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Tuesday, March 31, 2015

Yet When He Closes His Eyes, He Dreams

He is a large man, not just for the bus, but for anywhere.  The back of his head, the set of his shoulders, speak of Vikings and lumberjacks.  Even the curl of his pink/freckle-speckled ears, large as soup bowls, seem to have come from another setting, a time when a man this size rode into town on a tornado, commandeered the wimmen folk and held back fate with the wave of a thick, meaty hand.

He’s in the seat ahead of me.

While a bit overweight, he could not, accurately, be described as “fat”.  He is a barrel-chested man, a man with a neck like a thigh and shoulders built for the weight of the world.  

He is a big man in a small world.

A woman sits next to him.  Small, the winter’s daily carb-intake memo no doubt lost in the mail, she fits nicely in the seat next to him.

The color crawls up his neck in a painfully slow display that something is amiss.  He fidgets, squishes his enormous shoulders against the window.  He twitches once, twice, pauses for a moment and then begins again.

It is excruciating to watch.  He cannot hold still.  His seatmate glances at him, glances at the space between them.  Is she in his space?  Are they touching?  No.  But he cannot stop himself; and over and over again, he presses away, squirmily making something from nothing. 

I close my eyes, and ,my mother’s voice hisses in my ear.  Stop that right now, she says.  Suddenly the man in front of me, 300 pounds if he’s an ounce, is wearing a frilly dress and a pair of Mary Janes.  His feet swing from the edge of the pew as my mother both scowls and offers half a stick of Juicy Fruit.

You sit still now.

I reach in my purse.

I don’t have any gum.  I cannot help this man.

The squirming becomes unbearable.  Even from behind him, the urge to lean over and smack him on the back of the head – cut that out! – is overwhelming, and eventually, the tiny woman sitting next to him stands up and moves away to sit next to someone else.

I watch the back of his neck as the color fades.

And Erik the Red goes back to staring out the window at a world too small for him.  


Shelly said...

Our mothers' voices are a powerful tool that help us our whole lives through. And this piece, the imagery, the details...a true gem.

Anonymous said...

Probably just painfully shy.

Pearl said...

Shelly, between my mom and my grandma, I don't get a moment's peace!

Delores, "painful" is right. He needed a beer. Or a massage. Or to go running to the shelter of mother's little helper... :-)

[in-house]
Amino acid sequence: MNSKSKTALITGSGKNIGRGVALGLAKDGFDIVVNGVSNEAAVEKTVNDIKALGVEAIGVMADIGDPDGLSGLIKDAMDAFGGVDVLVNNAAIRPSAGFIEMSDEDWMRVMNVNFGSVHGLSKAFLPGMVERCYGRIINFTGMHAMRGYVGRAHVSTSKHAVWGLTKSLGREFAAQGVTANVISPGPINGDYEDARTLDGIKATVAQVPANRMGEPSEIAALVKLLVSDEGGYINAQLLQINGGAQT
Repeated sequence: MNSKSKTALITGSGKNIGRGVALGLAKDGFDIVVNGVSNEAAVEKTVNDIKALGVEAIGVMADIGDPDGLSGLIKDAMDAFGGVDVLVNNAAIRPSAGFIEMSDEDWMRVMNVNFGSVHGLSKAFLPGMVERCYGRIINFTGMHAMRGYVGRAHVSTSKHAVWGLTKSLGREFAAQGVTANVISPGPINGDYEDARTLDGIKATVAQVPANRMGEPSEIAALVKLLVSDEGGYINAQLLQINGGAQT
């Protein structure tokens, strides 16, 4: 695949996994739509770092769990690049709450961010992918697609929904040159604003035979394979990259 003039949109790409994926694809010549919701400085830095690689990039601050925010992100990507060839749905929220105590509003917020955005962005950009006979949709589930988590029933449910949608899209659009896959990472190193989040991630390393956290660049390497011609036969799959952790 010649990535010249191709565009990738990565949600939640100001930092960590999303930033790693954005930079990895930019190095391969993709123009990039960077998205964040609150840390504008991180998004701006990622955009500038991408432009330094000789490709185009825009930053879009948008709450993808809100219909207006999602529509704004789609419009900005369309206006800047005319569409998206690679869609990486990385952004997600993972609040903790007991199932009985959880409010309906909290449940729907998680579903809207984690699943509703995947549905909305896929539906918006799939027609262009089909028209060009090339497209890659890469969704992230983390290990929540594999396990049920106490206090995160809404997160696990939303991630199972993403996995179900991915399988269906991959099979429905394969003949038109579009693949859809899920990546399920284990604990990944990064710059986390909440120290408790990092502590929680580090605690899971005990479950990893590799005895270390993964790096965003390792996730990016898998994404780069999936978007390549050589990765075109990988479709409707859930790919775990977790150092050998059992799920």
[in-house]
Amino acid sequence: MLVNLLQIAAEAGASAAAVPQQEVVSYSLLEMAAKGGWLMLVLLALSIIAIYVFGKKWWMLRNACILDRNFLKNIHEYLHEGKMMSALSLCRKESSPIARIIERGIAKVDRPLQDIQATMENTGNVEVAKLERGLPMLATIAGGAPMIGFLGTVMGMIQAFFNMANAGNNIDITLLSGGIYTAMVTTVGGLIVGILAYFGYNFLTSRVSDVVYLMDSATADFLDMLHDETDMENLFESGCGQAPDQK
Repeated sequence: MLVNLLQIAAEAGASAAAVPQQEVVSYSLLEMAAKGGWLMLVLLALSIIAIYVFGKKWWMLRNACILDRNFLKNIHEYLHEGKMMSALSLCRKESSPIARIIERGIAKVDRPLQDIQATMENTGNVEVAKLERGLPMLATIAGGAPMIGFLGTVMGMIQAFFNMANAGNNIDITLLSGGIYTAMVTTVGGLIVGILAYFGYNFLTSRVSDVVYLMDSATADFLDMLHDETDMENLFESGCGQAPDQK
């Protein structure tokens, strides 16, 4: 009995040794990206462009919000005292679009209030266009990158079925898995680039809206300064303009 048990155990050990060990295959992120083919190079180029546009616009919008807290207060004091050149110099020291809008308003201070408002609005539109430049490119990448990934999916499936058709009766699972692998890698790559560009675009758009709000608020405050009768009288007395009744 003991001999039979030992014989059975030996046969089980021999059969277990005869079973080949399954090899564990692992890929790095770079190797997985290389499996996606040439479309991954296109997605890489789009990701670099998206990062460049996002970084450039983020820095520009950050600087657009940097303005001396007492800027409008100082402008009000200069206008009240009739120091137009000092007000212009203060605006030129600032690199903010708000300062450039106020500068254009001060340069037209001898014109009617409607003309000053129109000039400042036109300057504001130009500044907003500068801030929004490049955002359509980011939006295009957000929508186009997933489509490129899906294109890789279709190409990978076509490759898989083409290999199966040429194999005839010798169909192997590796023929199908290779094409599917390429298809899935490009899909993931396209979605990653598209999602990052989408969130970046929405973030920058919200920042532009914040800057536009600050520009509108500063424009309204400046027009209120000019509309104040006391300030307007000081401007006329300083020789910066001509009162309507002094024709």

vanilla said...

You dressed the man in frilly attire and Mary Janes, yet could not find half-stick of JF in your purse. A tale of frustration all around.

Pearl said...

vanilla, I failed him.

Yamini MacLean said...

Hari OM
... hmmmmm reverse of the flicking incident of the other bus travel tale you told... wonder how he will tell it to his workmates?! YAM xx

jenny_o said...

OCD, maybe ... I feel for him. People don't get to choose their bad luck. I feel incredibly lucky that I don't have to fight that battle.

ThreeOldKeys said...

i bet you never leave a grocery cart blocking the aisle ... and i bet no one has ever called you oblivious!

your antennae are amazing ... where did you get them?

Eva Gallant said...

Your descriptions are so vivid!

Elephant's Child said...

Oh Pearl. You made my heart ache for this poor man's discomfort. Which sat comfortably with my snickers at your urges to smack him into line. It is a crowded place in my head.

Joanne Noragon said...

The poor fellow. I felt his embarrassment all the way to Ohio.

Daisy said...

Sometimes we just don't fit in those predetermined spaces. Poor guy.

Watson said...

PEARL! The old guy from the balcony next to mine is talking with a young guy on the ground...you gotta come here! :-D They are talking about Wendy's, A&W, the price of hamburgers with or without coffee...and someone named Hanna!
I thought of you and can't stop laughing - quietly of course!

Starting Over, Accepting Changes - Maybe said...

You wrote that beautifully, Pearl.

Lin said...

I'm sure he's weary of the nudges he gets from seatmates all over town--the movies, the bus, on a plane...the world is full of too-small seats for big people. I'm sure he is not alone in his squirming in trying to make himself smaller.

River said...

Usually I'm the one squashing myself closer to the window and trying to be as small as possible because someone who requires two seats has sat down next to me. Usually it isn't the larger person who feels the discomfort this man did. Perhaps he was told all his life, "move over, don't take up so much room"